More misery for people
AS PREDICTED, in compliance with the demand raised by transport owners after the latest hike in fuel oil prices, the government made an upward revision in long-route bus fares on Sunday. According to a New Age report on Monday, after a brief meeting with all stakeholders concerned, the communications minister announced increase in long-route bus fares by seven per cent, Tk 1.45 a kilometre, which takes effect today. Earlier on December 31 in 2011, in the wake of an increase in diesel price, the government raised the fare from Tk 1.20 to Tk 1.35 a kilometre. Just in the past two years and a half, diesel price went up by Tk 24 a litre and long-route bus fares by Tk 0.25 a kilometre. Needless to say, the increase in transport fare will hit hard especially the fixed- and low-income people, who have already been reeling under unabated rise in the prices of essential commodities since the incumbents took office in 2009. It is also pertinent to mention here that the genuine income of these people has hardly seen any rise meanwhile. The decision may also have an adverse impact on the people tied to the poor and marginalised section, particularly those living in northern districts, who need to travel frequently to the capital Dhaka and other urban centres in search of employment.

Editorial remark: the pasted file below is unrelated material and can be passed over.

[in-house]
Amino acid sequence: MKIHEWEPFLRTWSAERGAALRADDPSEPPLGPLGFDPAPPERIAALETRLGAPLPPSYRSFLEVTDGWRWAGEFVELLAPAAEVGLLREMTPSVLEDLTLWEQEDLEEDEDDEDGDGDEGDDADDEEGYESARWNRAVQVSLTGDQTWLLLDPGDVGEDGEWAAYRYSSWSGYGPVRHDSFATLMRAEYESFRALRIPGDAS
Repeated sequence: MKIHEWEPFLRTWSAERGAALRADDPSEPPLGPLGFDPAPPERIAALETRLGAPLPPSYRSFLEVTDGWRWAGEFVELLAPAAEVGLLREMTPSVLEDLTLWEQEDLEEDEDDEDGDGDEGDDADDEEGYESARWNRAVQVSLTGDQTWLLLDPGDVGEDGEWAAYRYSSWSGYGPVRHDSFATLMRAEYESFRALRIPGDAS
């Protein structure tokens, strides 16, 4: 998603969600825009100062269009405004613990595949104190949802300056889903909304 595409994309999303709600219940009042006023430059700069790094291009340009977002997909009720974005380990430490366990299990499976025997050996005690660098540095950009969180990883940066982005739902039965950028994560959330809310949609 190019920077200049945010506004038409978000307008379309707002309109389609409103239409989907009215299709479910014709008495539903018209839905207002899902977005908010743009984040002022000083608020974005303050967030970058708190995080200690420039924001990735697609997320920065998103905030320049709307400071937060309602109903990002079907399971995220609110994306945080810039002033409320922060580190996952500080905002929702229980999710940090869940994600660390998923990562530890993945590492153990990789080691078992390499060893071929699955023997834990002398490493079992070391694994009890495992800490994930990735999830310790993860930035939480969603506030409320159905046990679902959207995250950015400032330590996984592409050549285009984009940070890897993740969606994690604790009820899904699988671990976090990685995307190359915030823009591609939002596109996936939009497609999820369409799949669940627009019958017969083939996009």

The communications minister told reporters on Sunday that the transport operators’ proposal for increasing the fares of diesel-run buses and minibuses plying in Dhaka and Chittagong would be forwarded to the prime minister for her approval. It means that something is on the cards to add to the miseries of the city commuters at large. Those seeking to differ with such predictions on the plea that the decision, if any, will apply only to diesel-run vehicles, while most of the city buses run on CNG, are well advised to recall that the government failed in this regard on all previous occasions. It is also important to recall that city bus operators hardly complied with the government fare chart on earlier occasions. Against this backdrop, there is no dearth of people doubting that the government may also fail to make long-route bus owners go by the fare chart.
The incumbents thus need to heed the public demand for withdrawal of the increased oil price instead and protect people at large from increased transport fares.
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